Arc Browser

Author: Rahul Krishna

Web Browser

A Web Browser, ultimately, is an application that lets you send a request to a URL and displays the HTML response on your screen. Apart from displaying simple markup, it also has the ability to run JavaScript and style using CSS.

Web Page

Web Pages have been relying on the “running JavaScript” part more and more. When Angular 1 came out, you were supposed to run the JS bundle inside your HTML. But most frameworks now expect you to render the markup inside JS. Even static websites now have a largely JS based codebase.

We’re seeing more and more “web-apps” instead of “web-sites”. This change makes a browser more akin to an Operating System running apps. Instead of the original concept of an application that renders markup.

In other words, we’re “doing more things” with our browsers than “reading things” with them. Arc Browser tries to bring some of those OS type UX into the browser world.


Every Operating Systems have some kind of “Launcher”.

Spotlight on Mac

Start Menu on Windows

Probably the biggest upgrade in Browser terms is when Google made the URL bar of Chrome work more like a “Launcher”. You weren’t any more expected to precisely type in the URL of the page you had to go to. Google would actually prefer it if you first went to and clicked on a link from there.




Arc changes this by opening a Spotlight-like Command Palette every time you hit Cmd+T.


This lets you do much more than just start a search or open a URL. For instance:


This may seem like a radical change, but the fact is many applications have already mapped Cmd+T to such an action.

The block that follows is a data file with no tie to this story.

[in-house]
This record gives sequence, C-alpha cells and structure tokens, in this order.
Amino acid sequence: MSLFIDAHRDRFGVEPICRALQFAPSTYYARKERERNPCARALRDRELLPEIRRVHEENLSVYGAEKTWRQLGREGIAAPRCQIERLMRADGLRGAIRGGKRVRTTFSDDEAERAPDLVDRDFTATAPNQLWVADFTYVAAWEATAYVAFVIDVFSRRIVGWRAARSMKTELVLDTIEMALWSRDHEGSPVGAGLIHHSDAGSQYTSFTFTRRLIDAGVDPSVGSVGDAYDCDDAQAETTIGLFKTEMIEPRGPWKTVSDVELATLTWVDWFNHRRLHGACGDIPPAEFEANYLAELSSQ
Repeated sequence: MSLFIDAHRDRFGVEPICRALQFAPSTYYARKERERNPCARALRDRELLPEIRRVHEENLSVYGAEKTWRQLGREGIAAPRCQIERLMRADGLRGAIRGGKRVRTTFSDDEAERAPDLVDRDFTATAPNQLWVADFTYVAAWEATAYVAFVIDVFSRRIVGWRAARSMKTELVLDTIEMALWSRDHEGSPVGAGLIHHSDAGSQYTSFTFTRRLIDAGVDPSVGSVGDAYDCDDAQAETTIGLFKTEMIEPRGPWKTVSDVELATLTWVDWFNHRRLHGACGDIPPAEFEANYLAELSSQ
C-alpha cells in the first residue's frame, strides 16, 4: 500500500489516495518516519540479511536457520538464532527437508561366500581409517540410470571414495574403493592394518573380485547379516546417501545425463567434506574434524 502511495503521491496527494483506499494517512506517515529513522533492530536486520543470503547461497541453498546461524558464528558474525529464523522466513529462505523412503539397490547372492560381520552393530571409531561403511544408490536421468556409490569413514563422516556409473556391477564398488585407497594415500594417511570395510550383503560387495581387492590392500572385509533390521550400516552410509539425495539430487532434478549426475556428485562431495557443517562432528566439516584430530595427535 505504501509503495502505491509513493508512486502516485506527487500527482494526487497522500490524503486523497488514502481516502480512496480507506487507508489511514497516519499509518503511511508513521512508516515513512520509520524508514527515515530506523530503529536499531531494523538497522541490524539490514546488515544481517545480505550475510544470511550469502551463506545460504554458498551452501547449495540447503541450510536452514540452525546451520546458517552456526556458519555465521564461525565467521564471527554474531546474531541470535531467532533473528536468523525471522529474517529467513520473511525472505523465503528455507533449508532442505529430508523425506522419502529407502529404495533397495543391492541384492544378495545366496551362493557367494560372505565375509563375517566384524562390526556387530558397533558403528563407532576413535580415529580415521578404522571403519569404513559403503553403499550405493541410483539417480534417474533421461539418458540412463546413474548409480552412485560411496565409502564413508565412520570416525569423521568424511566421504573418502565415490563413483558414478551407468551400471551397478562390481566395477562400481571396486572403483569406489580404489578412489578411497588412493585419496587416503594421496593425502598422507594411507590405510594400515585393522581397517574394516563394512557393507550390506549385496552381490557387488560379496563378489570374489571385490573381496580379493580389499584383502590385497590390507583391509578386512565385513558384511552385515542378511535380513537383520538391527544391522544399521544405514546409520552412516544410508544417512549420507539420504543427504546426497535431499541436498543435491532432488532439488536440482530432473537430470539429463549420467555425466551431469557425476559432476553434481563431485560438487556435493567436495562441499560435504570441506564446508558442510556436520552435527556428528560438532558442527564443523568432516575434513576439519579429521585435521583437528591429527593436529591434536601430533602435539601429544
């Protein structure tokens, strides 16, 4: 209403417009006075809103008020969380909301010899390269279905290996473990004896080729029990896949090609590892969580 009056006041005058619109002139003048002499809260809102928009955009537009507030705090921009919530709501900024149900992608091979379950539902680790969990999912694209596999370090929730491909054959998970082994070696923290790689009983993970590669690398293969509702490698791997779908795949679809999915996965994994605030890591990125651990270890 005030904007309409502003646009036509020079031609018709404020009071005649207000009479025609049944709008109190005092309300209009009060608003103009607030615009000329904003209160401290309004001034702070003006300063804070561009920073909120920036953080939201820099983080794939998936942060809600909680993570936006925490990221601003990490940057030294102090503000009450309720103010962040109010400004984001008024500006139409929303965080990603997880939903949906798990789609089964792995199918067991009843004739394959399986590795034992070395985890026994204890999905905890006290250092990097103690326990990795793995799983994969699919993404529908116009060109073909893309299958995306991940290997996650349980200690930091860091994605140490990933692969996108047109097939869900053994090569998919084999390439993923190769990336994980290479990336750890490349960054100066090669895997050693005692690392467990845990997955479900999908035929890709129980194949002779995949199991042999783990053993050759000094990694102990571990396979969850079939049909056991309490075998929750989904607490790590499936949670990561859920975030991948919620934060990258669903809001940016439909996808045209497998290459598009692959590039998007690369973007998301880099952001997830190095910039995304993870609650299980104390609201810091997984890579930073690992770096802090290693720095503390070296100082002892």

VS Code shows this:


Slack shows this:


Tab Management

Window Management in Operating Systems and Tab Management in Browsers have a lot in common. But all major browsers still rely on the same Ctrl-Tab shortcut to switch to the next tab. Arc changes this.

Space Management

Spaces is another cool general OS feature that Browsers have tried to implement, but it hasn’t fared well.

Spaces on macOS

Spaces on macOS


Safari’s Space Management is called Tab Groupings. And while this gets synced across devices and is pretty useful if you’re into organising things, it’s almost always hidden away from view. No keyboard shortcuts exist. It’s almost like a way to stash away a group of tabs rather than an intuitive way to organise tabs.


Chrome has an even simpler Tab Grouping that essentially lets you put a label next to tabs.


Arc simply lets you have this small icons at the bottom of your tabs list. Where you can do a Horizontal scroll to switch between tabs. Also you can find tabs open in other tab groups from the “Spotlight-like” search thingie.

Vertical Tabs

Horizontal Tabs are hard to work with if you have a lot of tabs open.


Vertical Tabs offer a better view of the page title. It’s also essential for the scroll to switch space feature


Renaming Tabs

Arc lets you rename tabs. Ridiculously simple. But really useful!



AI Features and Split View

Arc clearly has an idea of how you browse the web and actively tries to enhance it. One day into trying out Arc, it completely changed how I use HN

Hover over links to get a summary. Open in split view so I never lose context of the HN link that took me there.

This project is maintained by rahulakrishna on GitHub. You can find me on Mastodon